“If they can build a home that used local labor and supplies and insurance, water and electricity supplied locally, they’re creating a tax base and income with a product from the government,” said Tom Carew, executive vice president of Membership and Advocacy for the Federation of Appalachian Housing Enterprises (FAHE), which collaborated with Rural Community Assistance Corporation (RCAC) in 2009 to establish the 502 packaging program across its rural West footprint.
The idea was to assist and expand the program at a time when USDA staff could not keep up with the demand to review and approve applications in rural America.
“This isn’t a bridge to nowhere,” Carew said. “It’s a bridge to home ownership, a product that actually does something.”
Although RCAC offers this program in every state it operates, Colorado was early to begin offering these loans and during the past several years, has processed many of them. In Colorado, RCAC staff work with seven qualified employers: Blue Spruce Habitat for Humanity; Community Resources and Housing Development Corporation; Habitat for Humanity of Roaring Fork Valley; Housing Resources of Western Colorado; Northeast Colorado Housing Inc.; Tri County Housing CDC Inc.; and the Upper Arkansas Area Council of Governments.
According to Bernice Williams, Single Family Housing Specialist for the USDA RD office in Denver, the state has approved 46 packaged loans for a total of $8,292,185 so far this fiscal year, compared to 29 packaged loans last fiscal year.
“Packaged loans currently equate to about 43 percent of our loan volume,” Williams said. “This is a substantial increase from last year and indicates that our packaging program is working well.”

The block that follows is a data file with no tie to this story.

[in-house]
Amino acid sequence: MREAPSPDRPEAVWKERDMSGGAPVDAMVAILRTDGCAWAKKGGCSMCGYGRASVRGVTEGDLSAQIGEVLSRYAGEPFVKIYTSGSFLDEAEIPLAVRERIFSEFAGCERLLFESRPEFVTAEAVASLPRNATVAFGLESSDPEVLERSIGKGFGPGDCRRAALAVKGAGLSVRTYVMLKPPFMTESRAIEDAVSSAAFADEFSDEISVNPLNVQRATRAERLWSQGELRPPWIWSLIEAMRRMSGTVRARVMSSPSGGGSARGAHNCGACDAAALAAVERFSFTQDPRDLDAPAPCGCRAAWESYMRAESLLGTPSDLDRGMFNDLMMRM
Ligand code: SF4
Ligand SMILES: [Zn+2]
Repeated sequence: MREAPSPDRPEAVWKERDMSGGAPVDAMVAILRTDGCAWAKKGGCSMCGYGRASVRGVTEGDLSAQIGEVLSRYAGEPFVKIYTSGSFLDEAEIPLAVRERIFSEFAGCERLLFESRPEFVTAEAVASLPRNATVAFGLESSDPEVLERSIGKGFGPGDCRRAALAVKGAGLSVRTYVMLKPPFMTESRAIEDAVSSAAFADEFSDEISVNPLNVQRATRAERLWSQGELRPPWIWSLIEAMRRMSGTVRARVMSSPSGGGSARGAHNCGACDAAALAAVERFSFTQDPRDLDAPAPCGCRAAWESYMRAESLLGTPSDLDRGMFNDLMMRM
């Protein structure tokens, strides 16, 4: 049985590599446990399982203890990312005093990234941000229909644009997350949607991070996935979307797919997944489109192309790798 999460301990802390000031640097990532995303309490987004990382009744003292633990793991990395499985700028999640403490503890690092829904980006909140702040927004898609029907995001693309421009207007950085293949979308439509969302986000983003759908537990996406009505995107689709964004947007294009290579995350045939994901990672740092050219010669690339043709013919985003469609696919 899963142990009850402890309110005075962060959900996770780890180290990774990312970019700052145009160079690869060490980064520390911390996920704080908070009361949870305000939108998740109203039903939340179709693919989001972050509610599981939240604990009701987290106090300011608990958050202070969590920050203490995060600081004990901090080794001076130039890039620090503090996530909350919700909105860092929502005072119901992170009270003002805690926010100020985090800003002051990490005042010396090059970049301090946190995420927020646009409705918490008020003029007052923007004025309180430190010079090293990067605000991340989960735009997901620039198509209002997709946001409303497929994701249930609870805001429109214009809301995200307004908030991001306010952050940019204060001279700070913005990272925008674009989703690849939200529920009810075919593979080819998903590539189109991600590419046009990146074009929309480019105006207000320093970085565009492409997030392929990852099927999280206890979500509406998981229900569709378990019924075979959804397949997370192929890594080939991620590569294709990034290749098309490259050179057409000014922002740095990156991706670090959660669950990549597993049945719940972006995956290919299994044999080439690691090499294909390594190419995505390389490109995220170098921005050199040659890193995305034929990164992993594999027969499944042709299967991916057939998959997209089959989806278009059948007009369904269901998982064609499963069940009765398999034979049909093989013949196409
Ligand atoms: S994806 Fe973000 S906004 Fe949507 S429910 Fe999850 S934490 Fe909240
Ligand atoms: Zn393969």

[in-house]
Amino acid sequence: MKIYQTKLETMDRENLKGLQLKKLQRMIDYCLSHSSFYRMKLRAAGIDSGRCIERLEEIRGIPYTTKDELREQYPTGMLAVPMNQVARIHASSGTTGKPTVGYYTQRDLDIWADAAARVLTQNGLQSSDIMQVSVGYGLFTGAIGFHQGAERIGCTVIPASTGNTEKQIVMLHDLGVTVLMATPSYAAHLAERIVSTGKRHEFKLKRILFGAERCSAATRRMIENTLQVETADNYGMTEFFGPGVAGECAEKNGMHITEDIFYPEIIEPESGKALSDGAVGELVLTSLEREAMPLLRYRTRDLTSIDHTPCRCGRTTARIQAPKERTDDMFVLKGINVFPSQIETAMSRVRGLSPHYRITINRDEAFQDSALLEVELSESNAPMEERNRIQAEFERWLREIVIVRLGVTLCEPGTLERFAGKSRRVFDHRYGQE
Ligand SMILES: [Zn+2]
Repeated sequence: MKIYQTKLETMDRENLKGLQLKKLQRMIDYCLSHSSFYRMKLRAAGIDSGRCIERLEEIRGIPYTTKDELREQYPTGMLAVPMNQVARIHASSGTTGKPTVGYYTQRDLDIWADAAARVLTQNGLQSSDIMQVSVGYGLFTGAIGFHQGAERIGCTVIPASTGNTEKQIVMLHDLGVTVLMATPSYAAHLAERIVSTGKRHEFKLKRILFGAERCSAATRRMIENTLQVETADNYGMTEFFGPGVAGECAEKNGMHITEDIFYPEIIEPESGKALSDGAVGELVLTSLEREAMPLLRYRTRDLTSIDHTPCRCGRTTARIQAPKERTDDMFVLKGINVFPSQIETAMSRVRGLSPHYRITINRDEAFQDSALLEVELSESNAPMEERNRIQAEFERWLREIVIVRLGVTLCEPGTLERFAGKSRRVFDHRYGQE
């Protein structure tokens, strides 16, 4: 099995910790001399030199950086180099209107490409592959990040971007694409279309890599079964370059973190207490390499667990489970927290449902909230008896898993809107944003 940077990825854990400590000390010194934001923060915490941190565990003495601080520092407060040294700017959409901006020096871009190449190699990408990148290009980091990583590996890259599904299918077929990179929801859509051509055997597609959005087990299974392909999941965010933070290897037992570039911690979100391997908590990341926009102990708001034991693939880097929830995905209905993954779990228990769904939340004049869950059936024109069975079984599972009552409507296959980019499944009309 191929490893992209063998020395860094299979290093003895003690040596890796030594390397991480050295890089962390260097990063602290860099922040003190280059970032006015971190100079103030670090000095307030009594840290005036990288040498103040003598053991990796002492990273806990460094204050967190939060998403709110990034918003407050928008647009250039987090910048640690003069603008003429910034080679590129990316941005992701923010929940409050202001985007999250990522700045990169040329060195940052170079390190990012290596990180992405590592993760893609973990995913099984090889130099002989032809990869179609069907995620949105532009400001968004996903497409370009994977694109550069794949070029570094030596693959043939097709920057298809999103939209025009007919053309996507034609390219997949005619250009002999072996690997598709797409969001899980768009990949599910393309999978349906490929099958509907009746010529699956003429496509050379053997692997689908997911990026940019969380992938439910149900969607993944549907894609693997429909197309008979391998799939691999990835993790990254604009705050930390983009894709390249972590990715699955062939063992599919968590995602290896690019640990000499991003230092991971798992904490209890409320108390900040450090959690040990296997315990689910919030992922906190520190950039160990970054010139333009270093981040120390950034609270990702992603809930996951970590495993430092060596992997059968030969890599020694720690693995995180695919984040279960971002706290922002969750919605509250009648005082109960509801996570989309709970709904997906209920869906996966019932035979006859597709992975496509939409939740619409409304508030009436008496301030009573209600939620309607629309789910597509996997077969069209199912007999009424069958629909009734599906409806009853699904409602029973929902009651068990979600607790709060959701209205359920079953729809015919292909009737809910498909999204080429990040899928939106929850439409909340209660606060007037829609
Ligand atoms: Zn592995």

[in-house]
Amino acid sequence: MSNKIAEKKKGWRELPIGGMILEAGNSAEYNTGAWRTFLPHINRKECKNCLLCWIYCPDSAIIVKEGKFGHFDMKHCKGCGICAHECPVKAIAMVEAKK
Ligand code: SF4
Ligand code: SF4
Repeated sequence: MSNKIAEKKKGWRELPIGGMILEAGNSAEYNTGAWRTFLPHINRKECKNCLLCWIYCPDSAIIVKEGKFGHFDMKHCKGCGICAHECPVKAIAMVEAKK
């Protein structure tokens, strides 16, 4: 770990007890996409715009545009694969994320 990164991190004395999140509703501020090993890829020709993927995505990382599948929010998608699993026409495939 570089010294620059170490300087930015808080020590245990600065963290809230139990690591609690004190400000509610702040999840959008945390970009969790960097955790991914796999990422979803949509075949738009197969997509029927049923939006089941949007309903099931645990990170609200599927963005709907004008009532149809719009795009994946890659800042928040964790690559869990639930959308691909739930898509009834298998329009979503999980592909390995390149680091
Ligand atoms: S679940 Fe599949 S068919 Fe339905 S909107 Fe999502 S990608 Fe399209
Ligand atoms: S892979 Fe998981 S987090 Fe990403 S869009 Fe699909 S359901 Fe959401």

“Bernice embraced packaging as a program,” said Scott Wilson, director for single family housing programs in the same office. “Before I arrived three years ago, she was already encouraging our staff to give packaging a try, and she also convinced several of the nonprofit housing officers to become packagers. I strongly encouraged my team, too. All of this helps us offer more loans.” As RCAC staff has provided training and support to nonprofit housing organizations that want to become 502 loan packagers, the processing and closing time has decreased during the years, allowing more rural families to afford decent homes.
“(Rural families) don’t have the same access to housing credit as you do in urban centers,” Carew said. “It’s a combination of affordable financing, an affordable way of building homes, just being able to get that money where it needs to be.”
The program offers families payment assistance in the way of a subsidy that reduces the mortgage payment for a short time. The amount of assistance depends on the family’s income, which must be at or below the applicable low-income limit for the area where they wish to buy a house. They must also repay all or a portion of the subsidy during the life of the loan, when the title to the property transfers, or they leave the dwelling, in which case they would be obligated to pay back the subsidy.
Above all, however, the program aims to help the neediest families, those without decent and safe housing. These families have tried to get loans elsewhere but didn’t qualify, for whatever reason, although they had the legal capacity to take on the loan obligation. A 502 loan can have an interest rate as low as 1 percent, for terms between 33 and 38 years.
As for Colorado, Rotolo is committed to helping more would-be homeowners like Lee Ann Waychoff.
“It was an exciting process,” said Waychoff, “and now my dream is coming true.”